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By: Robert Janis

Powersports Shops Doing Their Best to Weather Economic Storm

McKenney Salinas Honda Powersports Showroom
McKenney Salinas Honda Powersports Showroom

Everyone can see it. They are either experiencing it first hand or they know someone who is. It is the recession. The news media has been doing a good job telling us how the auto industry is suffering through, but what about the retailers who sell the smaller machines--the ATVs, motorcycles, watercrafts et al.? How are they doing?

Well, it appears to be mixed. Although it is true that some are suffering badly, others are not hurting as much. ATVSource was able to contact the general managers or owners of four retail stores around the country, and they took the time to tell us how the recession has been affecting them and what they are trying to do about it.

Bill Abshier is the general manager of Valley Cycle and Motorsports, Bakersfield, California. The actual store was first opened in 1971. Abshier bought it in 2005. He carries ATVs from Polaris and motorcycles from Victory, BMW, and KTM. The dealership has 18 employees. Abshier said that one office person has resigned, and she was not replaced. Also, he let an assistant service manager go because he couldn’t justify the cost of keeping him.

According to Abshier, Polaris offers assistance through incentive programs. “Polaris has bonus programs for what we sell and they also give rebates to dealers on certain quads,” he said. The bonuses are based on the number of ATVs the dealer sells over a certain number assigned by Polaris. “You get a bonus for every ATV you sell over the number,” said Abshier.

Polaris provides rebates for the 800 Sportsman, said Abshier. “We get an $800 dealer rebate in the form of credit on my parts statement. So, if the invoice on the ATV is $10,000, then I can sell it for $9,200 and still break even.”

The shop’s best year was 2006 when it sold 500 ATVs. So far, for 2009, it is averaging 200 a year. That’s off more than a half. “On a good year we would sell 40 ATVs a month,” said Abshier. “On a bad year we average 20 a month. And this is a bad year.”

The problem is lack of traffic and lack of credit. “Credit has tightened up this year,” said Abshier. “The lenders are requiring higher FICO scores.”

Abshier said that he is using HSBC and General Electric Credit to get the loans for his customers. “There is no one else around who is interested in loaning money to purchase a powersport machine. Even local credit unions have tightened up.”

As a dealer, Abshier must pay for the bikes and ATVs he has at the shop. He gets a floor plan loan in order to do this. He gets his floor plan loans from the manufacturers. “They give me a line of credit when a unit is shipped to me, and it is charged to that line of credit,” he explained. “Then depending on the manufacturer, you get free flooring for that unit for a certain number of days then the interest on your floor plan loan kicks in. So the manufacturer helps me out for a short period of time, then it is up to me.” He gets his floor plan money from Polaris Acceptance for his ATVs. Despite the economic situation, there have been no changes to the floor plan policy.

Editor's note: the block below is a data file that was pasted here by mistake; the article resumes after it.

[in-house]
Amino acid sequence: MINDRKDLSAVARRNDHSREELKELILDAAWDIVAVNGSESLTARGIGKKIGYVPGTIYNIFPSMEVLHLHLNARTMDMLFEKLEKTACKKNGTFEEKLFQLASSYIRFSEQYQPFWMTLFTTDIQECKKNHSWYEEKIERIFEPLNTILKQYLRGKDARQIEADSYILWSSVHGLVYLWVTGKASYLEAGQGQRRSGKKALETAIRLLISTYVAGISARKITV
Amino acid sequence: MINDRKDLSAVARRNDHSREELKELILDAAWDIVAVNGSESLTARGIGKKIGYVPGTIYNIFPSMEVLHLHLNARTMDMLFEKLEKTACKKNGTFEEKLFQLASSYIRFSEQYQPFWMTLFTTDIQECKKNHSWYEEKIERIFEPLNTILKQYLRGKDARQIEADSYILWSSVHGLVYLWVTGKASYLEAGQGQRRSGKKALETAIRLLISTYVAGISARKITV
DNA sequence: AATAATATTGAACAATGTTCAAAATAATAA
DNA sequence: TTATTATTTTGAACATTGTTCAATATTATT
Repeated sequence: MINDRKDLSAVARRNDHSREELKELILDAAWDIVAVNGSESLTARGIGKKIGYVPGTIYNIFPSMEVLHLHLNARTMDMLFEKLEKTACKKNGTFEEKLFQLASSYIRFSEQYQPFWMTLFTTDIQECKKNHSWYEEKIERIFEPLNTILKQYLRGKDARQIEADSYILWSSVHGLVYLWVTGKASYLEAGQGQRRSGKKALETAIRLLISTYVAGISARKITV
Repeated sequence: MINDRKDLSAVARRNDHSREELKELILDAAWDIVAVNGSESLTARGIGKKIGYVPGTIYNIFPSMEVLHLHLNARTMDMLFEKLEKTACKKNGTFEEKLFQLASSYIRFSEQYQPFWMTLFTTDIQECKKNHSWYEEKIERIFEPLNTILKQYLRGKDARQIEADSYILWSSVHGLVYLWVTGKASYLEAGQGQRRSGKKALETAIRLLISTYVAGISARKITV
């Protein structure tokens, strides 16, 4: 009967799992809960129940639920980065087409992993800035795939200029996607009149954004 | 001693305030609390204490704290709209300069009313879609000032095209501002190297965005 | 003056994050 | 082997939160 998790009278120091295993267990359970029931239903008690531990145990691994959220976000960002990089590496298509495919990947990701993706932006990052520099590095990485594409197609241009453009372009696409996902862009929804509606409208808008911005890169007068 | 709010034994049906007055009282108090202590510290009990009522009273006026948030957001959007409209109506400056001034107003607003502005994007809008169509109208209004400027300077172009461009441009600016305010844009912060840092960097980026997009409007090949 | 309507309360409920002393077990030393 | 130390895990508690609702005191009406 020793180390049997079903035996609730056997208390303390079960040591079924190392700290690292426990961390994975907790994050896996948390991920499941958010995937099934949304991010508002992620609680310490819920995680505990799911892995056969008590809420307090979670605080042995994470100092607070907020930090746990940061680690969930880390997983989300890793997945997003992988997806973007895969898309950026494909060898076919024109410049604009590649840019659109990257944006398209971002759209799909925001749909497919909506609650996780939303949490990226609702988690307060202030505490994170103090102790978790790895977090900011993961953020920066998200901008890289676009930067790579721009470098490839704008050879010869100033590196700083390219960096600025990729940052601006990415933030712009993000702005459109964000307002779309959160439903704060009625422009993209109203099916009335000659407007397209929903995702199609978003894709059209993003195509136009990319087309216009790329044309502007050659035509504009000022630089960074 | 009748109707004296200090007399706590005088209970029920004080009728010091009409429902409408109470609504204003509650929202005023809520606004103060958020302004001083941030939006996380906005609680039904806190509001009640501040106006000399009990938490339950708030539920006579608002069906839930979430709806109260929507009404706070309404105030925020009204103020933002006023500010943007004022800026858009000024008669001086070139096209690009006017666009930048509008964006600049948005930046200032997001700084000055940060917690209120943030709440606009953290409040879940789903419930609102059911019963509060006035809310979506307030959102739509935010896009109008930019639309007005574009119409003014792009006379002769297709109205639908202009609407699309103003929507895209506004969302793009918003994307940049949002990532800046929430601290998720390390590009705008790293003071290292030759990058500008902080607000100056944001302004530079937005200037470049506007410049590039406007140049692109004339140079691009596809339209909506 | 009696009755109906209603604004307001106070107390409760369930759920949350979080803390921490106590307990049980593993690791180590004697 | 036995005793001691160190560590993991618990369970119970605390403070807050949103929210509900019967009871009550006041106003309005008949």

Abshier added that he has a co-op program with Polaris as well. When he buys a full page ad in the local newspaper, Polaris pays for part of it.

The best time of the year for ATV sales is December, said Abshier. The worst is January-February.

McKenney Salinas Honda Powersports
McKenney Salinas Honda Powersports

“I think things have bottomed out,” he concluded. “We may stay here for a while--maybe six months. Then I think there will be a comeback.”

Tom Stark is the general manager of Ace Powersports, Kenosha, Wisconsin. He carries bikes and ATVs from Yamaha, Honda, Suzuki, and Polaris. He has 11 full-time employees. He laid four employees off in October-November of last year.

He said that Yamaha has “stepped up to the plate” recently and provided help with incentives. “The manufacturers are realizing that the economy is slowing and that dealers are loaded with some non-current inventory like ‘08 and prior machines,” said Stark. “So they have stepped up and are offering dealers incentives to help clear out the inventory we’ve had on the floor for a year or two. The programs are offering customers cash rebates or factory to dealer rebates, and this is allowing me to price these units significantly lower than the new ‘09s.”

His best year was 2005. Total sales for motorcycles, scooters, personal watercraft, and ATVs were 1200. On a good month in a good year he would average selling 150 plus units. In the winter months he averages about 30 to 50 units a month.

His worst year was 2008. “Sales were down to just 600 units for the year,” he said. “We didn’t exceed more than 100 units in any month.”

He blames the current economic situation for part of his problems, but he also blames the exchange rate of the yen to the dollar. The dollar is falling in comparison to the yen which means Japanese products sold in the U.S. cost more. In addition, he is in a blue collar factory town with a Chrysler auto plant and the auto industry slowdown has affected him.

According to Stark, manufacturers are providing loans for his customers, but the criteria for getting those loans tightened last year. “The requirements for getting loans are more stringent,” he said. “Especially the FICO score. A FICO score of 650 could get you a loan in the past. Now it is a little more of a challenge. It is awfully hard to get a loan with scores under 650.”

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